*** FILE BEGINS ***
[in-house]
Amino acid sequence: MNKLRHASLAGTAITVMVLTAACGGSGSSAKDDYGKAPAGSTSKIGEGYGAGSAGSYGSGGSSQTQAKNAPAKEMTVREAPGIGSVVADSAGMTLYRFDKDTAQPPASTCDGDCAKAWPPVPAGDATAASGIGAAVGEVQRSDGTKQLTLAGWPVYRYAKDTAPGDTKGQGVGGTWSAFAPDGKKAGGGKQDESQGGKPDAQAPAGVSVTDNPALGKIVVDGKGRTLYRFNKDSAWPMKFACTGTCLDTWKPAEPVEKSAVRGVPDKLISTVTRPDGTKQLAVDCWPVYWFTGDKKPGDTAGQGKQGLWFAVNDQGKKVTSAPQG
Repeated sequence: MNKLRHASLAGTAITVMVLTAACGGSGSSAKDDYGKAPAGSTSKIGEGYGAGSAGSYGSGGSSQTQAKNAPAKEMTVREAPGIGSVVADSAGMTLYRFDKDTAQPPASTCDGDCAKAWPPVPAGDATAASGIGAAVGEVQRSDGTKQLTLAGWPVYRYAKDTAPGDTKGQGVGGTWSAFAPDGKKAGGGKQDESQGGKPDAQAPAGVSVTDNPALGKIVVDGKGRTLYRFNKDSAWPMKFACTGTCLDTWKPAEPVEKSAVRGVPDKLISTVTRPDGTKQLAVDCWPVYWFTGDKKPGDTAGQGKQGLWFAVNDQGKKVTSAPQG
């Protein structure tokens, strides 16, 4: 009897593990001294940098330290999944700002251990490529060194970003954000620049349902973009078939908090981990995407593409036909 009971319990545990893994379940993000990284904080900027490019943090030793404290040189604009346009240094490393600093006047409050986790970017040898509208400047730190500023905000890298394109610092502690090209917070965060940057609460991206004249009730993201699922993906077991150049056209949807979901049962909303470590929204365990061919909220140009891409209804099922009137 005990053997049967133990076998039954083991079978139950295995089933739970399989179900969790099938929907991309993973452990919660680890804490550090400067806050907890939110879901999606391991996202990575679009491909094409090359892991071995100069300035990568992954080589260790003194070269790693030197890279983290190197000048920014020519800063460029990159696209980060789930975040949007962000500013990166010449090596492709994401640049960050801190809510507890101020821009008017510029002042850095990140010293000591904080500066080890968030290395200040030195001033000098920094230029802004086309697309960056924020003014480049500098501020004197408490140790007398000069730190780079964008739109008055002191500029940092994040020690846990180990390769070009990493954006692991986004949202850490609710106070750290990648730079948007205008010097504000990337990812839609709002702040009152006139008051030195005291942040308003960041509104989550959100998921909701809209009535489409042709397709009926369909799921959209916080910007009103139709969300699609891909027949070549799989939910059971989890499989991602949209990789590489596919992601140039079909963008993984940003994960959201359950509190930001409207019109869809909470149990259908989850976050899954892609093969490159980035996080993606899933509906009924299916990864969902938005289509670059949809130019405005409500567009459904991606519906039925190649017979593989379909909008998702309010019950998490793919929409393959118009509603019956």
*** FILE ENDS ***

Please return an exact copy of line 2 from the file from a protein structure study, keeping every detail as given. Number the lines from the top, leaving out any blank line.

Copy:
Amino acid sequence: MNKLRHASLAGTAITVMVLTAACGGSGSSAKDDYGKAPAGSTSKIGEGYGAGSAGSYGSGGSSQTQAKNAPAKEMTVREAPGIGSVVADSAGMTLYRFDKDTAQPPASTCDGDCAKAWPPVPAGDATAASGIGAAVGEVQRSDGTKQLTLAGWPVYRYAKDTAPGDTKGQGVGGTWSAFAPDGKKAGGGKQDESQGGKPDAQAPAGVSVTDNPALGKIVVDGKGRTLYRFNKDSAWPMKFACTGTCLDTWKPAEPVEKSAVRGVPDKLISTVTRPDGTKQLAVDCWPVYWFTGDKKPGDTAGQGKQGLWFAVNDQGKKVTSAPQG